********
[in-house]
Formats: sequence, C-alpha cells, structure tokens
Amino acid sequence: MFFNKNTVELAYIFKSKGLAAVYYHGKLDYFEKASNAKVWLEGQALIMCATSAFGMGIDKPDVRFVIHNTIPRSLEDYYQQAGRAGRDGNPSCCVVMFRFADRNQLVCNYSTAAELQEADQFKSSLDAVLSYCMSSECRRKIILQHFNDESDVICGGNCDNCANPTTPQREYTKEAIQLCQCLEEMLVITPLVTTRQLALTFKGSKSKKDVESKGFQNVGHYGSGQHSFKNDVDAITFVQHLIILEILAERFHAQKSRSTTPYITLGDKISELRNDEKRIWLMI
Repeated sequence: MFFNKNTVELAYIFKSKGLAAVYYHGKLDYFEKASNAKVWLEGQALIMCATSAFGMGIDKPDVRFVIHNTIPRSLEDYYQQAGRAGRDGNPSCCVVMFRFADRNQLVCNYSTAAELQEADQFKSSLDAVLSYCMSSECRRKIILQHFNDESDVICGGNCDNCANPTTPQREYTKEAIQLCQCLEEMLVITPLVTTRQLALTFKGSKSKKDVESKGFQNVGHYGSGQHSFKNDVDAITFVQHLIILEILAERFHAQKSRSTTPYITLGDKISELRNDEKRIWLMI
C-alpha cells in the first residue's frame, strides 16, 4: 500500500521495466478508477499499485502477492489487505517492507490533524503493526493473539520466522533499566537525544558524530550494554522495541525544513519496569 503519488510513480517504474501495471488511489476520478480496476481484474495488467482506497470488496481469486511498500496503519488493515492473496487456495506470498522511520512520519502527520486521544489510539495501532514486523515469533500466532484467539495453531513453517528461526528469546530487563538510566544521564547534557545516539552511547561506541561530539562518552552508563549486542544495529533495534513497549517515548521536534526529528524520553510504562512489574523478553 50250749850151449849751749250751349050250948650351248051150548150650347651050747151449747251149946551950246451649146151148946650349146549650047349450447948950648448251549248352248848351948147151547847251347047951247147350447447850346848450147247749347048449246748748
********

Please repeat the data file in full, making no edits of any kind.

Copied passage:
[in-house]
Formats: sequence, C-alpha cells, structure tokens
Amino acid sequence: MFFNKNTVELAYIFKSKGLAAVYYHGKLDYFEKASNAKVWLEGQALIMCATSAFGMGIDKPDVRFVIHNTIPRSLEDYYQQAGRAGRDGNPSCCVVMFRFADRNQLVCNYSTAAELQEADQFKSSLDAVLSYCMSSECRRKIILQHFNDESDVICGGNCDNCANPTTPQREYTKEAIQLCQCLEEMLVITPLVTTRQLALTFKGSKSKKDVESKGFQNVGHYGSGQHSFKNDVDAITFVQHLIILEILAERFHAQKSRSTTPYITLGDKISELRNDEKRIWLMI
Repeated sequence: MFFNKNTVELAYIFKSKGLAAVYYHGKLDYFEKASNAKVWLEGQALIMCATSAFGMGIDKPDVRFVIHNTIPRSLEDYYQQAGRAGRDGNPSCCVVMFRFADRNQLVCNYSTAAELQEADQFKSSLDAVLSYCMSSECRRKIILQHFNDESDVICGGNCDNCANPTTPQREYTKEAIQLCQCLEEMLVITPLVTTRQLALTFKGSKSKKDVESKGFQNVGHYGSGQHSFKNDVDAITFVQHLIILEILAERFHAQKSRSTTPYITLGDKISELRNDEKRIWLMI
C-alpha cells in the first residue's frame, strides 16, 4: 500500500521495466478508477499499485502477492489487505517492507490533524503493526493473539520466522533499566537525544558524530550494554522495541525544513519496569 503519488510513480517504474501495471488511489476520478480496476481484474495488467482506497470488496481469486511498500496503519488493515492473496487456495506470498522511520512520519502527520486521544489510539495501532514486523515469533500466532484467539495453531513453517528461526528469546530487563538510566544521564547534557545516539552511547561506541561530539562518552552508563549486542544495529533495534513497549517515548521536534526529528524520553510504562512489574523478553 50250749850151449849751749250751349050250948650351248051150548150650347651050747151449747251149946551950246451649146151148946650349146549650047349450447948950648448251549248352248848351948147151547847251347047951247147350447447850346848450147247749347048449246748748